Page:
If you Google "First time home-buyers help", you'll be swarmed by articles and advertisements claiming to have the answer. They fight for your attention, like two dogs playing tug-of-war with a rope and you're the rope. You feel pulled between a lot of different "answers" and "solutions". They're not all bad, but they often don't cover the entire process. You get served a meal, without an appetizer. I'm going to serve you the appetizer and explain today how you can prepare to buy a home. In this post, you'll learn about what you can afford, how to save for for a home, and how long it will take.
I broke down the process into 4 simple steps. If two people went through these 4 steps individually, they both would come out with different answers. My point being, these steps are tailored for you and your situation. They're not hard-rules, like a lot of financial-guru's preach. I like to keep things dynamic and adjust to your situation. So, let's get started!
Step 1: How much can you afford?
I want you to head over to Chase's mortgage calculator. Then, fill out the form like this:
I filled out this form for a hypothetical couple that makes a combined $90,000 per year ($7,500 per month before taxes). This couple pays $300 to debt each month. They chose to have a 5% down payment.
Don't worry about the results yet, just fill out the form :)
Step 2: What's your timeline?
Next, what's your timeline? Your timeline isn't when you want to move into your home. Rather, it's when you want to have the available funds. Most likely, you'll move into your home 1-3 months after you save the enough funds.
I recommend choosing a time span, i.e. not a target date. It makes the math easier. So, for our hypothetical couple, let's say their time span is 2 years. If you want to, you can choose a target date. For example, "I want to save enough for a home by January 1, 2021."
Step 3: Calculate!
Alright, now for the fun part! There may seem like a lot of steps, but I purposefully broke it out to keep things simple. I'll first summarize the steps, then show you how our hypothetical couple would calculate it. If you're not the greatest at math, I'll help you out. Just message me.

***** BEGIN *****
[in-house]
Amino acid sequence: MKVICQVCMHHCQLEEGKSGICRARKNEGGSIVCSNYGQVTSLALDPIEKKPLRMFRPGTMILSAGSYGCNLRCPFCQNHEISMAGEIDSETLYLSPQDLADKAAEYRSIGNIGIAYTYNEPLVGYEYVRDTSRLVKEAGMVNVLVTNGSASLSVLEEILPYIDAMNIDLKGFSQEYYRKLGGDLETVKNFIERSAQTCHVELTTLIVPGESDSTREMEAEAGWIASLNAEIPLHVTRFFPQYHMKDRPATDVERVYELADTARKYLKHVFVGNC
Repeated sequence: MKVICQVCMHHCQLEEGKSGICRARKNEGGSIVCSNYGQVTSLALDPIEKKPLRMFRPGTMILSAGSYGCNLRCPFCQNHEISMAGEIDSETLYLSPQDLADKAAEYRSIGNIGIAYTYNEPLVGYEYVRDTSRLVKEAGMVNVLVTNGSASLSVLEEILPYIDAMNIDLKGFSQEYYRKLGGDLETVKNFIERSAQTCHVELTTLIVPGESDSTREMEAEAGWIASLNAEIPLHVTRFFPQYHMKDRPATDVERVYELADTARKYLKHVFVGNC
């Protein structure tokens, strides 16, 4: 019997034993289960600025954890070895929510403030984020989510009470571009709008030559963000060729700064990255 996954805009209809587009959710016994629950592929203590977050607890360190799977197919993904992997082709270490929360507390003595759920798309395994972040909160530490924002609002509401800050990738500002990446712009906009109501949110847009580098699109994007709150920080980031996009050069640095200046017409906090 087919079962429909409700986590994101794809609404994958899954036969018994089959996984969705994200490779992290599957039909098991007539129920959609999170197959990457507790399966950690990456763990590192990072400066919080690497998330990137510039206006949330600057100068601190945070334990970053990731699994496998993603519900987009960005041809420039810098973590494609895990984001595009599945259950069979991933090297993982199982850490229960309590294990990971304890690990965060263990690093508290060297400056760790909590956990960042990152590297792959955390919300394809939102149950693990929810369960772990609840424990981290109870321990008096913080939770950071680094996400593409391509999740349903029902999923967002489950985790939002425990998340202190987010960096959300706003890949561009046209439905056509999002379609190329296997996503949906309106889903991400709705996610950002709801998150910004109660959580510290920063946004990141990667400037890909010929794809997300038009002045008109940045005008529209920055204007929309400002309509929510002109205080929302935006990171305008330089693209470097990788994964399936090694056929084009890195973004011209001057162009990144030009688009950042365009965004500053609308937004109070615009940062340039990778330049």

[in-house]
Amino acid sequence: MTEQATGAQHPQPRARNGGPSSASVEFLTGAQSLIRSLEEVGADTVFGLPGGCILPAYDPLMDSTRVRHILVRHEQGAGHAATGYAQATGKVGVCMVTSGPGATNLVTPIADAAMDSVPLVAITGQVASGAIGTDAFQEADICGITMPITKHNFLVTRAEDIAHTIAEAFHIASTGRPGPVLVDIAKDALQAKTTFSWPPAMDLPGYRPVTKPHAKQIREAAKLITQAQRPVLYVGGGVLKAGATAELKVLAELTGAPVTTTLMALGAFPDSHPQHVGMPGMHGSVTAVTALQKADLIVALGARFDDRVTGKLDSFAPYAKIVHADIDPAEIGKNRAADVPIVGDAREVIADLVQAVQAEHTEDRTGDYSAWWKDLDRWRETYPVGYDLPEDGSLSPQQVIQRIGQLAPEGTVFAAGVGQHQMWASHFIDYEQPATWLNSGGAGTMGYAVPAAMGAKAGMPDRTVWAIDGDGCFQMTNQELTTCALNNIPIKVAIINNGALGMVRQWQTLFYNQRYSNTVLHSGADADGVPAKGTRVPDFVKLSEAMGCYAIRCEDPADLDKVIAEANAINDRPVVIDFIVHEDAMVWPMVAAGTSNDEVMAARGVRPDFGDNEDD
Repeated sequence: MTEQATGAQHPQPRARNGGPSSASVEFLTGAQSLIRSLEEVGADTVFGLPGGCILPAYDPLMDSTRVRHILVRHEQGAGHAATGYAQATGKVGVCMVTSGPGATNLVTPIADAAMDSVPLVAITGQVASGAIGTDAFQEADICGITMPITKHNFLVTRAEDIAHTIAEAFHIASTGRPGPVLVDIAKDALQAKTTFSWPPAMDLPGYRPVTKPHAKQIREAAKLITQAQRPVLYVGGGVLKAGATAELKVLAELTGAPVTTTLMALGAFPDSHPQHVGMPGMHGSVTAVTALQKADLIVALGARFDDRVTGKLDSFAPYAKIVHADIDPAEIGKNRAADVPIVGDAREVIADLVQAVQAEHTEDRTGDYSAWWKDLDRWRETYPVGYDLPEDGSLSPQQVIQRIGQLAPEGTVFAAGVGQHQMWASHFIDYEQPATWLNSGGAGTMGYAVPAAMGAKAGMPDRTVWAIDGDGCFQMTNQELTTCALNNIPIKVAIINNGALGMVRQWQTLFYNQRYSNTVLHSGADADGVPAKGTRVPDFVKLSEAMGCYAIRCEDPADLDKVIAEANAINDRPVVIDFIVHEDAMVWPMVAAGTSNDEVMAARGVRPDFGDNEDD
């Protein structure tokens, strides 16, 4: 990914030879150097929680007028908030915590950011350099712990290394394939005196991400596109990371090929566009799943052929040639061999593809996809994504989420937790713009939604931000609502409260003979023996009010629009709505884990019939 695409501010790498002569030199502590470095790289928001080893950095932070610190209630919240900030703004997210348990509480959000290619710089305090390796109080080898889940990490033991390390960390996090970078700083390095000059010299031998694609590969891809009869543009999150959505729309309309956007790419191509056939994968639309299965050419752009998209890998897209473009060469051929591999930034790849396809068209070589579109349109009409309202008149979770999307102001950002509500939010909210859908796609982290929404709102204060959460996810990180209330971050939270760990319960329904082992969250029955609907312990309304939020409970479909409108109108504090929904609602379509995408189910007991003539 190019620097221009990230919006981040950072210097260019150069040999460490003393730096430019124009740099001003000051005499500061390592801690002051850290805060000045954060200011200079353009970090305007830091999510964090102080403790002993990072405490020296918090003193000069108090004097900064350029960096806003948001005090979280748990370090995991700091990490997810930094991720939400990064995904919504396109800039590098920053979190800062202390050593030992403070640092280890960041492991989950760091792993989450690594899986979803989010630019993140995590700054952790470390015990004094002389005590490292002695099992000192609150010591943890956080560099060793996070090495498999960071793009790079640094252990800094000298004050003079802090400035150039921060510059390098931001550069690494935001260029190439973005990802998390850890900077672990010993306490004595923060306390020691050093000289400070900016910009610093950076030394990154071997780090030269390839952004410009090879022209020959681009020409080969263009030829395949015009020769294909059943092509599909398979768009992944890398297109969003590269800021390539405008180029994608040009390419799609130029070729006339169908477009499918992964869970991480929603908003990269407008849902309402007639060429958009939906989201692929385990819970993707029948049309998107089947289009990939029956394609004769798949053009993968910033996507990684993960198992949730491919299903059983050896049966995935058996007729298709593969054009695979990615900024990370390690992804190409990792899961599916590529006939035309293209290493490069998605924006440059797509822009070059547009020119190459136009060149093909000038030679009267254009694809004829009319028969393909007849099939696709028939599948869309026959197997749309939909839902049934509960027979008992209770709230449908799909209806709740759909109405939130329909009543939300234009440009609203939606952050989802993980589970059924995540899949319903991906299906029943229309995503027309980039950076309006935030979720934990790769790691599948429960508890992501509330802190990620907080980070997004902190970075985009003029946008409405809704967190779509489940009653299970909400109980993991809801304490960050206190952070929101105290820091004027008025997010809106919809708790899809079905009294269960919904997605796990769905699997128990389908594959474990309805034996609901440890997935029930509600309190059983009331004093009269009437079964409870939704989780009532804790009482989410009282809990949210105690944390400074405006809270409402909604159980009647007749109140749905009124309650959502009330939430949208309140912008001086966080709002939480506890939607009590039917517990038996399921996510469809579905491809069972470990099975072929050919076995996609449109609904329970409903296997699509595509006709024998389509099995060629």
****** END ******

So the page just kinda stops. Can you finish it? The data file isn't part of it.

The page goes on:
Now, let's go through these steps for our hypothetical couple. Remember, our couple makes a combined $90,000 per year, with $300 debt payments per month.
Step 4: Make adjustments
We're finally ready to make some adjustments if needed! If your Monthly Savings is way too high, you can make adjustments in a number of ways. You can make your debt lower (i.e. lower your Monthly Expenses in the calculator) and it will lower your Monthly Savings. You could do a 20 year mortgage, or 30 year mortgage, and it would lower your amount. If you changed this, you would also have to change your interest rate to something higher. You would also be have to buy a home less than the new estimate.
Really, you probably don't need many adjustments. You will be in a very good spot financially if you just generally follow steps 1-3. They'll already be customized for you, since everyone has different numbers and goals.
Things are looking a lot better for my refinancing. I'll explain the story in a future post once I get through the end. I expect the end to occur within a week and hopefully it's a happy one, but it got me thinking. A lot of people make a financial decision they're not proud of. Actually, I would say we all have at one point and most of us are probably living in one. Also, sometimes you can't undo that financial decision.
I am in that situation now. I teach the 25% mortgage payment method. In other words, your mortgage payment should be no more than 25% of you take home pay (this rule can and should be applied to rent). Though I teach it, I didn't follow it. My mortgage payment is well above 25% of my take home pay. Nobody is going to perform their financial journey perfectly and I'm no exception. So, what can I do to fix the mistake?